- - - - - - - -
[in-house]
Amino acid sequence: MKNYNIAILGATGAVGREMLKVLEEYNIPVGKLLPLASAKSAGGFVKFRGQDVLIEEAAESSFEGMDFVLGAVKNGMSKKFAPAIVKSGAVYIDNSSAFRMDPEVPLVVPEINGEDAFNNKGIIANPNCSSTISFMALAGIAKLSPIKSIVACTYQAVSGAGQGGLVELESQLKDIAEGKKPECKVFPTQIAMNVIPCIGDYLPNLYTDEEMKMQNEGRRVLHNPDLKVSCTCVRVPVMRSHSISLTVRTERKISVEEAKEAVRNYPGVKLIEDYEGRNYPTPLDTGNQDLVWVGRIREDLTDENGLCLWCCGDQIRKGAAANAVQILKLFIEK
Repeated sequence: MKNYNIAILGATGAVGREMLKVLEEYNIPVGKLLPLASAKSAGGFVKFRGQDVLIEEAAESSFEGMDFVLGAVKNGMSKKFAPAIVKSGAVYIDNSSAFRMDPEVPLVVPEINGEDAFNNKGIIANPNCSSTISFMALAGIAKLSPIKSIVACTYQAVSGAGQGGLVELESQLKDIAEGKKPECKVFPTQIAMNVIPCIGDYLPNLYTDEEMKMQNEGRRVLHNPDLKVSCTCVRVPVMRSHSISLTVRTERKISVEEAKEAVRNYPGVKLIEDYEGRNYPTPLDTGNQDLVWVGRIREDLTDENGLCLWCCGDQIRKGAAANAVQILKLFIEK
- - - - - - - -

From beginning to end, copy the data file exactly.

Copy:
[in-house]
Amino acid sequence: MKNYNIAILGATGAVGREMLKVLEEYNIPVGKLLPLASAKSAGGFVKFRGQDVLIEEAAESSFEGMDFVLGAVKNGMSKKFAPAIVKSGAVYIDNSSAFRMDPEVPLVVPEINGEDAFNNKGIIANPNCSSTISFMALAGIAKLSPIKSIVACTYQAVSGAGQGGLVELESQLKDIAEGKKPECKVFPTQIAMNVIPCIGDYLPNLYTDEEMKMQNEGRRVLHNPDLKVSCTCVRVPVMRSHSISLTVRTERKISVEEAKEAVRNYPGVKLIEDYEGRNYPTPLDTGNQDLVWVGRIREDLTDENGLCLWCCGDQIRKGAAANAVQILKLFIEK
Repeated sequence: MKNYNIAILGATGAVGREMLKVLEEYNIPVGKLLPLASAKSAGGFVKFRGQDVLIEEAAESSFEGMDFVLGAVKNGMSKKFAPAIVKSGAVYIDNSSAFRMDPEVPLVVPEINGEDAFNNKGIIANPNCSSTISFMALAGIAKLSPIKSIVACTYQAVSGAGQGGLVELESQLKDIAEGKKPECKVFPTQIAMNVIPCIGDYLPNLYTDEEMKMQNEGRRVLHNPDLKVSCTCVRVPVMRSHSISLTVRTERKISVEEAKEAVRNYPGVKLIEDYEGRNYPTPLDTGNQDLVWVGRIREDLTDENGLCLWCCGDQIRKGAAANAVQILKLFIEK